There has never been any other powerful state whose politics, ethos, militancy, durability, and legacy would closely resemble the unique conglomerate of attributes that defined the imperium Romanum, and the same is obviously true about such modern entities as the British Empire, the USSR, or the United States. Commonalities can be always found, but singularities are more important than any similarities. Contrasting modern states with Rome has at least two other specific drawbacks. First, Rome was one of the most enduring states in history, one that underwent profound transformations during more than a thousand years of ascent, perpetuation, and retreat. This invalidates many generalizations about Roman conduct or makes them highly suspect. Second, given the time span that must be bridged by comparisons of modern states to Rome (nearly two millennia have elapsed since Rome's greatest reach), we do not know enough about many essential aspects of Roman society and hence cannot fully understand its modus operandi.

But making comparisons is a universal propensity of our species, and I will exercise it by focusing on a limited number of significant concerns, comparing well-defined factors, and calling attention to their links and functions in the two societies. Consequently, this is not a book of comparative history-not histoire comparative but histoire comparée using Marc Bloch's (1928) classic distinction-and not one preoccupied by any specific methodological concerns or written to meet the approbation of professional reductionist historians. As to the best approach, I agree with Raymond Grew (1980, 773) who in his thoughtful inquiry into comparing histories concluded that they are most enlightening when shaped in terms of general and significant problems and "when the elements compared are clearly distinguished, and attention is paid to the intricate relationships between the elements compared and the particular societies in which they are located."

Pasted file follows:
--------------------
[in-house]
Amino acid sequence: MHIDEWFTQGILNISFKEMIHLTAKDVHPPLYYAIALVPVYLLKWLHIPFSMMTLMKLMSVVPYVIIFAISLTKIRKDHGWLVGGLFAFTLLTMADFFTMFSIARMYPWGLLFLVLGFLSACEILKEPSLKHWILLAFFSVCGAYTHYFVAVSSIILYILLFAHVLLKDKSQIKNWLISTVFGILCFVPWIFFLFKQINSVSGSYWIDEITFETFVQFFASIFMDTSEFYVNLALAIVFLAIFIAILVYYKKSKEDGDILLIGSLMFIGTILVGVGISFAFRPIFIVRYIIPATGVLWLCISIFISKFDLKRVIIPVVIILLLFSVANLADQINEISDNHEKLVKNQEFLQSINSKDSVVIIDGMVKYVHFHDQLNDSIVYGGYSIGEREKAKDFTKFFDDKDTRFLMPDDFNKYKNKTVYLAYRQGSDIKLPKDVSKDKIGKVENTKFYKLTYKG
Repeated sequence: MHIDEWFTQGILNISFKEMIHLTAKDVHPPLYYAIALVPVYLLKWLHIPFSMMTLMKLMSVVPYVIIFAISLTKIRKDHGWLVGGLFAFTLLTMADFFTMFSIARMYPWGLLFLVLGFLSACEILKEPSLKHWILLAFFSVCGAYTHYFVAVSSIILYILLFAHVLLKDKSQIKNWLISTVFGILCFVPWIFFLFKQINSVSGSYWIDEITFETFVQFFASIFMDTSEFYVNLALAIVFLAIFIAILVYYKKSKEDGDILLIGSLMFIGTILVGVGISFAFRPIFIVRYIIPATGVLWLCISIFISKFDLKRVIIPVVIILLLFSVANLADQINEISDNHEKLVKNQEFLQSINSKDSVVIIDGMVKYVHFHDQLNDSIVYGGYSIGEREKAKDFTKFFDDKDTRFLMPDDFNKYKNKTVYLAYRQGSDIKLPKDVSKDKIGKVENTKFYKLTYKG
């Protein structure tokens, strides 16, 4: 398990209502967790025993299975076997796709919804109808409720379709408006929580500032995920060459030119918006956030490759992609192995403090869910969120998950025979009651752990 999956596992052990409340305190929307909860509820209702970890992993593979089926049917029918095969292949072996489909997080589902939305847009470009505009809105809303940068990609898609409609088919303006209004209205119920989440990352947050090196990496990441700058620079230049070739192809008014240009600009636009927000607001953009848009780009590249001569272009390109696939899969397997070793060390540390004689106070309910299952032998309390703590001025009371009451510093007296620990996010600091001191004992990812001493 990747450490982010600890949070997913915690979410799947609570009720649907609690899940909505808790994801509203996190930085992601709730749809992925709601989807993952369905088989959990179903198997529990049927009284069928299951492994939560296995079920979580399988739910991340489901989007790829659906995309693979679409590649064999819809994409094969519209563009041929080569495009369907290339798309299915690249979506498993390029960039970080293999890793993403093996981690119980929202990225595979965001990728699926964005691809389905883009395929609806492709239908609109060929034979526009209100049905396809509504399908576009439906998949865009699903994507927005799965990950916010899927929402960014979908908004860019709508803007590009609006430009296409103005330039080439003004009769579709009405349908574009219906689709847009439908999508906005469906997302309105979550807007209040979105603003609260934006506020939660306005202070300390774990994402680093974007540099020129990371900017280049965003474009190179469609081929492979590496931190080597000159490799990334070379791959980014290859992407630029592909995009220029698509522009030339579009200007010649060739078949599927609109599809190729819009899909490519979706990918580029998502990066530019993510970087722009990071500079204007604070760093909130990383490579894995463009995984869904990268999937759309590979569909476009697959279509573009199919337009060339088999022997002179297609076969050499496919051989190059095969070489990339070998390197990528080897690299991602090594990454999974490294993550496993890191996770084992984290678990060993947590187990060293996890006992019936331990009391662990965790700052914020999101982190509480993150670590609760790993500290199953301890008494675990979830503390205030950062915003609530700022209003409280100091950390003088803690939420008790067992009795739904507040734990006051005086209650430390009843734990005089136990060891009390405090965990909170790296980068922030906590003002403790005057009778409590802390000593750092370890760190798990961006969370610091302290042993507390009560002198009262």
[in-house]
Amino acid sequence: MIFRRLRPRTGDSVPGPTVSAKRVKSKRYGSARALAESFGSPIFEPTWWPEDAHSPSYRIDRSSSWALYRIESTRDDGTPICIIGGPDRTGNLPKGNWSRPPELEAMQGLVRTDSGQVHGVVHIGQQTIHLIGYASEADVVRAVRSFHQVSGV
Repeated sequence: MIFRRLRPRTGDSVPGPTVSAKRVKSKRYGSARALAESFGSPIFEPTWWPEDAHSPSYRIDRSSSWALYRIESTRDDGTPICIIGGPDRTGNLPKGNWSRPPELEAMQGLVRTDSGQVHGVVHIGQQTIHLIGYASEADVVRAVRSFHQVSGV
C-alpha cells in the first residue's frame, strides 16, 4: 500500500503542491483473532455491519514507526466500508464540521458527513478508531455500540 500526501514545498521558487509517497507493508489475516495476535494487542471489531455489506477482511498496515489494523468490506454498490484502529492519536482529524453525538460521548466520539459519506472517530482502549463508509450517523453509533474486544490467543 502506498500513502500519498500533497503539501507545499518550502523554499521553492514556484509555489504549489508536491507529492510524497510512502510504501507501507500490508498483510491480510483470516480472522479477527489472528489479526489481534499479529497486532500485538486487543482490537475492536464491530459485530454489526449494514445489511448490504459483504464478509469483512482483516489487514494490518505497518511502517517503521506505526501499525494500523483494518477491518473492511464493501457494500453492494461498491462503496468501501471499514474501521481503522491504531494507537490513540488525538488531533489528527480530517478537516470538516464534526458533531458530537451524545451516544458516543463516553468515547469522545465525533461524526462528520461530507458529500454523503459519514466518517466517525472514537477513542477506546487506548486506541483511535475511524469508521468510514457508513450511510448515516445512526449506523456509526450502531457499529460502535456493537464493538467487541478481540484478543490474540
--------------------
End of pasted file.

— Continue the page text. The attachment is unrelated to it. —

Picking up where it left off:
Perhaps one more prefatory note: this is not a programmatic book, it was not conceived with any ideological message in mind, and its intent is not to offer any grand lessons. As a lifelong student of complex systems, I have approached the writing of this book much as I have done with all similar challenges: without any preconceived conclusions and without any agendas (the Romans had a phrase for this attitude: sine ira et studio). My only goals are to inquire, illuminate, and explain and thus, I hope, to understand.

(Continues...)



Excerpted from Why America Is Not a New Rome by Vaclav Smil Copyright © 2010 by Massachusetts Institute of Technology. Excerpted by permission.
All rights reserved. No part of this excerpt may be reproduced or reprinted without permission in writing from the publisher.
Excerpts are provided by Dial-A-Book Inc. solely for the personal use of visitors to this web site.